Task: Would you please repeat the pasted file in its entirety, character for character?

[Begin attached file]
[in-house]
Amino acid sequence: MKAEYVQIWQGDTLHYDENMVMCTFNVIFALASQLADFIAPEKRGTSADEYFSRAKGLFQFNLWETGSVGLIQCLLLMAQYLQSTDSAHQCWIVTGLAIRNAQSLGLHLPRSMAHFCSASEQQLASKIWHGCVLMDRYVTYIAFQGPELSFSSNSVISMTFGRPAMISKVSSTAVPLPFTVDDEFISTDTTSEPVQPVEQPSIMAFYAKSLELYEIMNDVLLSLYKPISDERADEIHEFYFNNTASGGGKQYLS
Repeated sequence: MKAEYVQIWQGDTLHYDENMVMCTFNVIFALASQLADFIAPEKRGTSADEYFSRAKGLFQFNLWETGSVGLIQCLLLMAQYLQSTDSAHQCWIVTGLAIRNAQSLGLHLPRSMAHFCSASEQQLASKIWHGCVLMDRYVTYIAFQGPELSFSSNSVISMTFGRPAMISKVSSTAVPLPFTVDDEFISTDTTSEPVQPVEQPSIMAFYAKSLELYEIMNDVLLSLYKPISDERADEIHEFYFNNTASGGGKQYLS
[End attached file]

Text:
[in-house]
Amino acid sequence: MKAEYVQIWQGDTLHYDENMVMCTFNVIFALASQLADFIAPEKRGTSADEYFSRAKGLFQFNLWETGSVGLIQCLLLMAQYLQSTDSAHQCWIVTGLAIRNAQSLGLHLPRSMAHFCSASEQQLASKIWHGCVLMDRYVTYIAFQGPELSFSSNSVISMTFGRPAMISKVSSTAVPLPFTVDDEFISTDTTSEPVQPVEQPSIMAFYAKSLELYEIMNDVLLSLYKPISDERADEIHEFYFNNTASGGGKQYLS
Repeated sequence: MKAEYVQIWQGDTLHYDENMVMCTFNVIFALASQLADFIAPEKRGTSADEYFSRAKGLFQFNLWETGSVGLIQCLLLMAQYLQSTDSAHQCWIVTGLAIRNAQSLGLHLPRSMAHFCSASEQQLASKIWHGCVLMDRYVTYIAFQGPELSFSSNSVISMTFGRPAMISKVSSTAVPLPFTVDDEFISTDTTSEPVQPVEQPSIMAFYAKSLELYEIMNDVLLSLYKPISDERADEIHEFYFNNTASGGGKQYLS